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You Don’t Have To Be Religious To Learn How To Enter These Homes!

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Jewish home-warming

You Don’t Have To Be Religious To Learn How To Enter These Homes: I’m at a stage in life when we’re still moving from rented apartment to rented apartment- and still enjoying it. I love moving to different communities and discovering new kinds of people, new surroundings, etc. I’d imagine that perhaps the novelty wears off after doing it a few times but for now I’m enjoying it!

Each time we move we do a special Jewish home-warming ceremony which involves the recital of certain Hebrew passages, blessings and light food. I got wondering what other traditions are out there for those moving into a new house…

In the eight years that I’ve been living in the country that I’m living in, I have moved six times. Three of those have been with my husband. I love moving to new places and discovering new people, new communities and new surroundings. Each time we move on the first night in our new apartment we have a small Jewish home-warming ceremony that involves reciting certain Jewish passages, blessings and offering the visitors light refreshments.

Israel

It is the Jewish custom to affix a Mezuzah as soon as possible when moving into a new home. A Mezuzah is a piece of parchment inscribed with passages from the Torah that is more often than not housed in a plastic, wooden or metal box and affixed to the right-hand side of the door frame.

Another Jewish tradition is to bring new house-owners salt, bread and a broom- salt to season one’s life, bread as a blessing that you will never be hungry and the broom to sweep away any sadness in your life.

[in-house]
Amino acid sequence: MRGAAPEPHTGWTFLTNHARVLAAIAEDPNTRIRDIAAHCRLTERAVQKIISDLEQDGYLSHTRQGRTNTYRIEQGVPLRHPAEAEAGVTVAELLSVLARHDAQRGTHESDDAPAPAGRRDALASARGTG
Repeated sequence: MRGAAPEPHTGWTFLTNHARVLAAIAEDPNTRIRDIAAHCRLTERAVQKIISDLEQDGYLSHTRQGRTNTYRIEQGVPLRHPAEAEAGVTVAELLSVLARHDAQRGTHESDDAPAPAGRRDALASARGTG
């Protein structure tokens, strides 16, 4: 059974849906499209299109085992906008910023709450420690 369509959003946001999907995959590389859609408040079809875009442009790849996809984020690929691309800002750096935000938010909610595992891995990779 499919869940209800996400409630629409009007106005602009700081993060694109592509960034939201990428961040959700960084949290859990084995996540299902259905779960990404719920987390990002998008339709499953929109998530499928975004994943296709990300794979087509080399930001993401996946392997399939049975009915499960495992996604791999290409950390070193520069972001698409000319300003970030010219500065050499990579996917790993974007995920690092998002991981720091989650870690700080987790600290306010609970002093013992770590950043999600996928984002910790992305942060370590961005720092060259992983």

China

Both on leaving and entering a house, the Chinese celebrate with fireworks and celebrations.

Before bringing new furniture into their new house, a stove with burning coal briquettes is carried into a corner of the home.

Another Chinese tradition is the shining of a flashlight into every corner of the new home before moving in so as to show the spirits where to go.

Some Chinese people will always make sure to bring a bamboo pole into the house due to bamboo poles always having one joint that is higher than the other, which the Chinese see as symbolizing people’s desire to progress in life. After bring the bamboo pole in, the objects are brought into the house from bigger to smaller ones.

Lastly, the Chinese also believe that bringing an orange or tangerine tree into the home brings good luck because the Chinese words for orange and luck are very similar-sounding.

Korea

Housewarming parties known as Jibdeuli are held in Korea. Invitees to a Jibdeuli generally bring toilet paper and detergent which are interestingly thought to be symbols of prosperity due to them being expensive items in the past.

Thailand

A ceremony called “Sen Wai Jour Teen” is held before moving into a new home in Thailand. Apparently, the ceremony is so as to let the spirits know that someone is moving into the house and to ask for their protection. The ceremony includes offerings of food, water, flowers and incense. The offerings are meant to appease the spirits and thereby bring good fortune to the family members.

Another Thai ritual is held at about 10:00 in the morning- rice water and a knife are bought by guests due to their symbolic meaning – rice and water symbolize a good and prosperous life whereas the knife is meant to protect the family from evil spirits.

USA

It is hard to point to a ritual in the United States due to it being such a melting pot of cultures and peoples. Each culture has their own ritual but one common act is the bringing of a cake to the new home owners as a way of introducing oneself to them.

Rivkah Abrahams writes for Ajudaica.com blog. Learn about welcome home-warming ceremony items used by jewish Israelies visit the following Ajudaica.com art category. Share your view on “You Don’t Have To Be Religious To Learn How To Enter These Homes” in the comment section below.

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